Oct 25, 2012

Pick-Up-Truck Chemistry

Here you go Anna, I made these videos and wrote this up just for you. I posted it because I figure there might be more environmental educators or simply curious citizens who wanted to know some more about the chemistry of Acid Rock Drainage and a little about the science goes on at the West Virginia Department of Environmental Protection.  Last week I had the privilege of tagging along with a WVDEP chemist and we did a few pickup-truck-bed-experiments to check on the progress of some mine sites that we monitor. It's a little fast and my phone didn’t give me enough footage to really edit into something Bill Nye quality but I have some pretty dramatic videos of what happens in the field on a regular basis. For privacy reasons, the location of the sample and the identity of the speaker should remain anonymous.
Warning! Gratuitous Chemistry!

Background:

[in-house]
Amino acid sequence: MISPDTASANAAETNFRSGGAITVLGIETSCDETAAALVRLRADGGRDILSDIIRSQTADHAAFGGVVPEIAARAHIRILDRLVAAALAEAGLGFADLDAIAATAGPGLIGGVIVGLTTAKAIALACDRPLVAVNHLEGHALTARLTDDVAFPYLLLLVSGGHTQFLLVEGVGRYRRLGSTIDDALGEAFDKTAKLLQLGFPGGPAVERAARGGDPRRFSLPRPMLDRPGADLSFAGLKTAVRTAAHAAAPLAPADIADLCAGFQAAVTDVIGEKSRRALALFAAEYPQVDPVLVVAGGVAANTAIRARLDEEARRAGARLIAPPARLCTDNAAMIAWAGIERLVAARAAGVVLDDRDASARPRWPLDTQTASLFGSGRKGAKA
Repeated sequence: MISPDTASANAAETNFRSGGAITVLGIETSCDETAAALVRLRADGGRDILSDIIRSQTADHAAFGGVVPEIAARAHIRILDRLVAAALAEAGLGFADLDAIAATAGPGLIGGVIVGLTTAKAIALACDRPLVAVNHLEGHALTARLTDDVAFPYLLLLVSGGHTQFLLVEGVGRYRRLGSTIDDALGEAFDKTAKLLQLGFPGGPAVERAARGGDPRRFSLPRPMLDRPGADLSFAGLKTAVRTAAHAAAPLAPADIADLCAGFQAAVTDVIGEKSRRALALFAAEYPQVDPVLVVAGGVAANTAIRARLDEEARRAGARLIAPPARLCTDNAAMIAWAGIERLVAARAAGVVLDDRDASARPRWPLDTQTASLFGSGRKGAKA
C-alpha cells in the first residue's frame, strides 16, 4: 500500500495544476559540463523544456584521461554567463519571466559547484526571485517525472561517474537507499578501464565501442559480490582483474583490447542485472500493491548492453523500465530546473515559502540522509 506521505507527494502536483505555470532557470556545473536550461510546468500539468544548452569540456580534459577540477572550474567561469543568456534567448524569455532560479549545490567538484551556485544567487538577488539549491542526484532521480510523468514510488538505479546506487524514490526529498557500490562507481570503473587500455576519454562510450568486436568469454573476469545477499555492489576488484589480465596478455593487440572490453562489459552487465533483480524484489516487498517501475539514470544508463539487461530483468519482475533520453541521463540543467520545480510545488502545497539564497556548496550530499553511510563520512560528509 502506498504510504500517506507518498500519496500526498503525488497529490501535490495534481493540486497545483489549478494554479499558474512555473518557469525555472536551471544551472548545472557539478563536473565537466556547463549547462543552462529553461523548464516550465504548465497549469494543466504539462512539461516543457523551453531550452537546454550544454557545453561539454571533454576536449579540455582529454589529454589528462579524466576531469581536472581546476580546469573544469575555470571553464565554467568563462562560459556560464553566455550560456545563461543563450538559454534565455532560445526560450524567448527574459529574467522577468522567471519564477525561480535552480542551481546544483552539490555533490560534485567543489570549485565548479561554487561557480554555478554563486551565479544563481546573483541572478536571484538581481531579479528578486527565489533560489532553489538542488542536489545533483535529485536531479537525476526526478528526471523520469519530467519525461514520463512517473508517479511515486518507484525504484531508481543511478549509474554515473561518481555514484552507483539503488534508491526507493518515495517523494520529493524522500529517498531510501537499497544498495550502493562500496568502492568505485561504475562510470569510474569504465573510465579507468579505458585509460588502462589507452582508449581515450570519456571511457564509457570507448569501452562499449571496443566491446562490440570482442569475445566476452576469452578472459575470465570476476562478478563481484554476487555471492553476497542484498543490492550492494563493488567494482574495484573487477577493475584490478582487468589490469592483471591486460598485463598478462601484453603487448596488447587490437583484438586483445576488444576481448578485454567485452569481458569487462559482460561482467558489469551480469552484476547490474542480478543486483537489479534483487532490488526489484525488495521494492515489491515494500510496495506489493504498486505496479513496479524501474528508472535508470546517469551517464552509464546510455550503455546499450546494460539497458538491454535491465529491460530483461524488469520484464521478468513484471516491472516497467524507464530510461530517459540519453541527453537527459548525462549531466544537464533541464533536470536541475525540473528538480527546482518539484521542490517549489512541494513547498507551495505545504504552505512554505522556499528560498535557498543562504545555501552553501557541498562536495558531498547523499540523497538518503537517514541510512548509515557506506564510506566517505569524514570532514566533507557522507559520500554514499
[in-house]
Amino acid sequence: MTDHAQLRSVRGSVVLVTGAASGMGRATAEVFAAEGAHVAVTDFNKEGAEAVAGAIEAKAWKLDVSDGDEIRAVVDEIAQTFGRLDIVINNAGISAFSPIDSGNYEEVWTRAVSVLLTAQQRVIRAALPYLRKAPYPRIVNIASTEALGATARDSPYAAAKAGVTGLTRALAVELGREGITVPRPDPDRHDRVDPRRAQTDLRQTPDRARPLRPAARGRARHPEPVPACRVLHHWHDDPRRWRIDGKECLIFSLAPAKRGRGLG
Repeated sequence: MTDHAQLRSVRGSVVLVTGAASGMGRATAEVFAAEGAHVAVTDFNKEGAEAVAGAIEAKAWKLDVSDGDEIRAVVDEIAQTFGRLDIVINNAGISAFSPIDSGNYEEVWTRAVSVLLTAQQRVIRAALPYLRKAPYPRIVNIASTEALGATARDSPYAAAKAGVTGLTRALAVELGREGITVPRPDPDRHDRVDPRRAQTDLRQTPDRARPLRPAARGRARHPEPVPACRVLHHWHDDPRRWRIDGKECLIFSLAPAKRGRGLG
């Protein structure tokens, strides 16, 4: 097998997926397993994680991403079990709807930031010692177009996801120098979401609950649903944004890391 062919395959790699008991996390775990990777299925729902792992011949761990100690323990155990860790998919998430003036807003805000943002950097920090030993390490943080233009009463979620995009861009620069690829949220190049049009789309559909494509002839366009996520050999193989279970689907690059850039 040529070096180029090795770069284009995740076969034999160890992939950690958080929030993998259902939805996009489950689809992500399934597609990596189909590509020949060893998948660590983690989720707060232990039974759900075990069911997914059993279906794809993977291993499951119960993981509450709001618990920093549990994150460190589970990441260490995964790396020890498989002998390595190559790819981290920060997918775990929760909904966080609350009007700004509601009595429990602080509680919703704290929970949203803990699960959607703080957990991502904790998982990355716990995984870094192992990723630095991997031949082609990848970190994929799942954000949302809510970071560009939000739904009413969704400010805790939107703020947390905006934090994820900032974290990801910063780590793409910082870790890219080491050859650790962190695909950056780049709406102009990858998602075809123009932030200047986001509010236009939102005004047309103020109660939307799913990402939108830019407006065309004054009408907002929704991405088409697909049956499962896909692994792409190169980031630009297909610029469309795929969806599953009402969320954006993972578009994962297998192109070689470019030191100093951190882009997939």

Coal is just carbon. Plain old, harmless carbon of which most of your body is made. The rocks that are typically found deposited near coal, on the other hand, can do some pretty serious environmental damage when disturbed. Underground coal mines and the exposed piles of crushed waste rock left over from mining (which you can read more about in my previous article) are often loaded with pyrite, or fool’s gold which is named for its metallic yellow luster. Chemically, it is ferrous sulfate (FeSO4) which has the nasty tendency to dissolve into sulfuric acid when it contacts water and oxygen from the atmosphere. When mining activity exposes rock to the air and the rainwater that percolates underground, the water becomes highly acidic- sometimes with pH readings lower than 1. A big problem with acids is that they are exceptional solvents, which means that the acidic water is now very good at dissolving minerals from the rock and carrying them downhill, turning mine waste piles into giant wet tea bags that leach out water loaded down with iron, aluminum, manganese, selenium and other trace metals. The acidic, metal-laden effluent flows underground until it is forced to the surface on hillsides or streams. This is called Acid Rock Drainage though you may see the older term Acid Mine Drainage which fell out of vogue since you don’t need a mine to mix sulfur-bearing minerals with oxygen and water and acid drainage can occur even during highway projects if the geology is right like it is in the Anthracite Coal region of Pennsylvania.